The result will be a collapse of our complex systems and a re-set of human activity to a lower and simpler level. How disorderly the process gets remains to be seen, and where it stops is as yet unknown. But it will have everything to do with how human life organizes itself on-the-ground, and therefore with the future of our cities.
One can state categorically that the colossal metroplex cities of today are going to have to contract, probably substantially. They have attained a scale that no plausible disposition of economy looking ahead can sustain.
This is contrary, by the way, to most of the reigning utopian or even dystopian fantasies which, any way you cut them, only presume An ever-greater scale of everything. This is what brought us all the renovated neighborhoods, the scores of new residential skyscrapers, the multiplication of museums and cultural venues, and the buffing up of Central Park.
It will be followed by a steep and harrowing descent into disinvestment. Apart from that unnerving prospect, it must be said that the recent rediscovery of city life in America, per se, was a positive thing, given the decades-long experiment with automobile suburbia.
Notice, though, that the revival of cosmopolitan life mainly took place in those cities connected by some degree to the financialized economy: It was also unfortunate that few small cities and towns benefited from the re-urbanization movement.
Most cities are located where they are because they occupy important geographical sites. New York has its excellent deep water harbor and the Hudson River estuary. These outstanding amenities were enhanced later with canal connections to the Great Lakes and the St. San Francisco and Boston, ditto great harbors. Detroit stands on a strategic river between two Great lakes. There are sure to be some kind of human settlements in these places as long as people are around, though they may be very different in scale and character from what we have known them to be.
Detroit will probably never again be the colossus it was in but something will occupy that stretch of river. On the other hand, the techno-industrial economy allowed cities to develop rapidly in places in that lacked outstanding natural features.
Places like Phoenix, Tucson, Las Vegas, and much of Southern California may become uninhabitable without cheap air-conditioning-for-all, a viable automobile-based transport system, and the ability to produce food locally.
Orlando may decline out of sheer irrelevance when its theme park economy withers. Just about everything in our world is going to have to get smaller, finer, and also more local. The failure of suburbia is pretty plain to see, and its trajectory is not hard to understand. But do not assume that there will necessarily be a great demographic rush into the big cities as suburbia fails. The big cities will have enormous trouble with their aging infrastructure — the year-old water and sewer systems, the stupendous hierarchies of paved roads, the bridges, and tunnels, etc.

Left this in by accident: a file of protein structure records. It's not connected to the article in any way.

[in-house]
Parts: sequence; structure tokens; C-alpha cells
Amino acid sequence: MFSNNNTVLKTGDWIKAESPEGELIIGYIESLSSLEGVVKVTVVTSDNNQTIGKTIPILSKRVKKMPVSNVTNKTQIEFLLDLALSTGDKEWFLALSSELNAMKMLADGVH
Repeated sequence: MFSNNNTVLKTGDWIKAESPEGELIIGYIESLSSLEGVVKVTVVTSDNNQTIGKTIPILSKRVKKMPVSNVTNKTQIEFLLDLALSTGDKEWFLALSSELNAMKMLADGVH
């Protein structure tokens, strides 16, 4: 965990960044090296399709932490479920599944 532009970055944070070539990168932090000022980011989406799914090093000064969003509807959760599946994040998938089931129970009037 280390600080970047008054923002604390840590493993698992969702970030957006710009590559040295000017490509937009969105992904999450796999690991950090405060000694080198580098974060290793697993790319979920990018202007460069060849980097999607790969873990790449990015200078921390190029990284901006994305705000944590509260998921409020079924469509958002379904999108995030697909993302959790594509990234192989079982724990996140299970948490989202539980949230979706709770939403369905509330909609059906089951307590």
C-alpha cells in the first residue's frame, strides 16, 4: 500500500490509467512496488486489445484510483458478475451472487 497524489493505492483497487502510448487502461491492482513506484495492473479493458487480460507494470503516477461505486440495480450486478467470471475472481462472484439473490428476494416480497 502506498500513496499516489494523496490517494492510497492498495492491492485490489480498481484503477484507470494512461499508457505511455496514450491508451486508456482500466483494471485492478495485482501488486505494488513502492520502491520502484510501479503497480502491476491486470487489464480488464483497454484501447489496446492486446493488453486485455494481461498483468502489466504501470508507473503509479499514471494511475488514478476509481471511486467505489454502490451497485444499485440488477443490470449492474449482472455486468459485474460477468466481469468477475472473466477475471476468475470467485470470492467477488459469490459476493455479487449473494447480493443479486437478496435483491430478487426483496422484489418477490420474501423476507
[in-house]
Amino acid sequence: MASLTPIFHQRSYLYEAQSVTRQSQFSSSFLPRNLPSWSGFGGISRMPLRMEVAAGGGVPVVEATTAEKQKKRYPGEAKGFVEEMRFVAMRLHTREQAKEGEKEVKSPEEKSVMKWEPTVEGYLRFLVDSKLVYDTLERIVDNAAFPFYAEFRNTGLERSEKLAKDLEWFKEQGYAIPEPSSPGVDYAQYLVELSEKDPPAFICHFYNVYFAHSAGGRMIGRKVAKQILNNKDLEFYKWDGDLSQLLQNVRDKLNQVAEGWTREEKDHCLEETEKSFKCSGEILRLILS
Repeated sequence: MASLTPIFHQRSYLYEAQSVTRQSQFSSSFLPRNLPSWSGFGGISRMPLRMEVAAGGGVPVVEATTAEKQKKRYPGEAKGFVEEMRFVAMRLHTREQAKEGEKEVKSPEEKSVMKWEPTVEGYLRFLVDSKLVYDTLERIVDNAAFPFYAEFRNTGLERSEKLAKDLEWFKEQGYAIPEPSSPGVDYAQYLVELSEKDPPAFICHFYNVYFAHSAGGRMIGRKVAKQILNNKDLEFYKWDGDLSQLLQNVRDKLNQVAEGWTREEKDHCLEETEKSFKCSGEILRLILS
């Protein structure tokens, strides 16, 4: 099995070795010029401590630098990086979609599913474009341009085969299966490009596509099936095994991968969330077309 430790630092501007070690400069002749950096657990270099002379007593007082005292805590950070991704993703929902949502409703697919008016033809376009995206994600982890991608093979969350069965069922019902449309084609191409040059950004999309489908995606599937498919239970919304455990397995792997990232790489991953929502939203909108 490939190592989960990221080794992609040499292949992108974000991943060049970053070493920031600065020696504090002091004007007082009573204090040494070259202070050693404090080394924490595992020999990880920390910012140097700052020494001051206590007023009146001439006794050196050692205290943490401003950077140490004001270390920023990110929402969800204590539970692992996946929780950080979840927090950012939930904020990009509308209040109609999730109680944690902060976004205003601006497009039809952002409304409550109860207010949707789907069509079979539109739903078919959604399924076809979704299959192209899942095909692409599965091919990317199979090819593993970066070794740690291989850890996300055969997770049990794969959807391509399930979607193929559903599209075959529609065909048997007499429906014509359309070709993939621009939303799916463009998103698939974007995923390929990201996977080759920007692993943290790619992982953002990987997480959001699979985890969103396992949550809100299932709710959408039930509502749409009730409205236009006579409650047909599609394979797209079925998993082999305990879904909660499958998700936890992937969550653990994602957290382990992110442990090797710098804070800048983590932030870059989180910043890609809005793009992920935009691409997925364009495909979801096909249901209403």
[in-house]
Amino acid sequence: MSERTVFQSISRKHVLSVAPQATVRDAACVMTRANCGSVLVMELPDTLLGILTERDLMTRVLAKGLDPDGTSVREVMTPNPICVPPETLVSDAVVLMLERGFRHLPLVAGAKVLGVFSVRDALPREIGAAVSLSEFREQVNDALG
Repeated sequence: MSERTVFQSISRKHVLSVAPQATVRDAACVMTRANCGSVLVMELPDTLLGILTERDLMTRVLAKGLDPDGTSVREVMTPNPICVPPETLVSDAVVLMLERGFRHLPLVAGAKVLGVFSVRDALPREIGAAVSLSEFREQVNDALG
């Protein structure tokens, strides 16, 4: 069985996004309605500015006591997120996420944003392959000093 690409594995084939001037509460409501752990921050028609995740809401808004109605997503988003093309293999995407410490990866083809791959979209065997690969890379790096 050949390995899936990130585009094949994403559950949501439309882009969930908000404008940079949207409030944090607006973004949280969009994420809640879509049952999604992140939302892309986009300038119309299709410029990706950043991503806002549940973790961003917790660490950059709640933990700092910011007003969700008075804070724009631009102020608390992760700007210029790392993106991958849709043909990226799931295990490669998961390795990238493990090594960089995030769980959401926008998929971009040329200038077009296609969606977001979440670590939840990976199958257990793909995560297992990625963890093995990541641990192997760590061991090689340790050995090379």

The American electric grid is decrepit and the estimate for fixing it alone runs greater than a trillion dollars. The cities will also have problems with the debt-based promises of support for public employees and dependent underclass populations. These places will have to contract around their old centers and their waterfronts, if they have them. The process will entail the loss of vast amounts of notional wealth represented in buildings and real estate.
It may provoke ethnic battles between groups fighting over who gets to occupy the districts that retain value. New York City and Chicago face an additional problem: Our society does not know it yet, but the skyscraper is already an obsolete building form, and for a reason generally unrecognized: They have no capacity for adaptive re-use.
The capital will not be there to renovate things at the giant scale at which they were originally built. It might seem to be a humble material, but it actually requires very long and sophisticated mining and manufacturing chains, and it may be assuming too much that these supply chains will continue to operate in the years ahead. The same can be said of steel beams and trusses, aluminum sashes, metallic and enamel claddings, plate glass, concrete block, cement, plastic or metal pipe, silicon gaskets, plywood, etc.
In short, these enormous buildings, now considered assets will quickly turn into liabilities. It can sound simple to "write an essay" at first, but when you get to the hard part of actually writing more than a few words, you realize actually how hard it is.
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Author’s note: This essay originally appeared in The Baffler web-zine July The following was my original submission draft. It may contain some typos. The Future of the City by James Howard Kunstler One spring day not so long ago, I had a low-grade epiphany walking across New York’s Central Park from my hotel on the more». When you live and learn in the heart of the city, there’s always something to do. Augsburg’s campus sits in the vibrant Cedar-Riverside neighborhood near downtown Minneapolis.